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Freewill verses Pre-determination
"There appears to be two schools of thought relative to the issue of free will. One is like J. Krishnamurti's, which implies we have a kind of free will which we can use to break through delusion, and the other is like Balsekar's, which says there is no free will and that all is pre-determined, even the desire to break through. What is your view of this issue?"

   
   

My answer would be that is a combination of Krishnamurti's statement and Balsekar's. Life presents opportunities to us that are already predestined. How we respond to those situations is our free will. Don Juan calls it "the sorcerer's challenge."

Every situation in life is an opportunity to use our free will to guide that challenge. For example, if you get a copy of your natal chart, assuming it's done correctly by a serious astrologer, your chart will contain a lot of the tendencies that you have in this life, and it will provide you with a blueprint for your life. What you do with your life has to do with your free will. How you choose to deal with everything is your free will.

I was listening to a tape by Rama the other day, and he said, "You have to have faith that God put you in the situation that you are in. There is nothing that you could have done better or worse, but how you deal with your life is up to you."





My answer to the question is similar to Roger's. I think it is predestined. We started feeling preprogrammed desires which then have us choose a certain action. The free will is how we react or respond to the situation. We can respond and so go with it and make the best out of it or we can react and even go against it yet end up having to do it anyhow in the end.






According to Goswami Kriyananda, the founder of the Temple of Kriya Yoga where I study yoga, human beings have 1/2% of 3% free will. This is not very much, is it? Because of the constraints of karma and samskaras (past life tendencies), it's difficult to break out of our patterns and "think a new thought".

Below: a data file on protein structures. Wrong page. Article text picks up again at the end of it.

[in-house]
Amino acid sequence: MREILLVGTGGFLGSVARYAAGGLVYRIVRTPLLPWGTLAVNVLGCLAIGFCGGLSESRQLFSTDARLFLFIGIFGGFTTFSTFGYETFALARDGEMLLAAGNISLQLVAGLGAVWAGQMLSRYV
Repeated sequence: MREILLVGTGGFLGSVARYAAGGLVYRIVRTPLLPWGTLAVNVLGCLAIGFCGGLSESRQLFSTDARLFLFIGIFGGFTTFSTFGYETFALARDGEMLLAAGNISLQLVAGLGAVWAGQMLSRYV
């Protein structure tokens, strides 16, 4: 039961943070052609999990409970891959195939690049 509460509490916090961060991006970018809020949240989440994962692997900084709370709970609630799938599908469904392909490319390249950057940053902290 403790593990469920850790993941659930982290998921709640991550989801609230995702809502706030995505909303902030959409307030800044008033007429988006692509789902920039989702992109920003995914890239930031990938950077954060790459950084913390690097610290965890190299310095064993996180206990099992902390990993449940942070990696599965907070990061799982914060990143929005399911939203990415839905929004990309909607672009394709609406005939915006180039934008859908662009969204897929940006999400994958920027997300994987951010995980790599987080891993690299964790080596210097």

What do you want to do with your free will? Those of us who are Americans may not know what we want to do because we have so many choices. If you're in this quandry, you can ask yourself what you don't want. For instance, let's say you don't want to be poor. Reverse that thought and you will discover that you want to be wealthy. In order to reach this goal of being wealthy, you need to further define your goal. What exactly is wealthy? $100? $100,000? A million dollars?

Once you have the amount decided, then you have to figure out how you're going to become wealthy. You have to make sure that on the way to becoming wealrhy, you're not going to hurt anybody in the process. Then when do you want to become wealthy? Next year? Next lifetime? Why wait until next lifetime? As the yogi Ram Dass reminds us, this moment is all we really have. Of course, once you are wealthy, healthy, happy and wise, there is another goal -- to become enlightened. Or as Rama would say, "to go off the map." Be absorbed, my friends. Om, shanti, amen.

 

 

   
       

 

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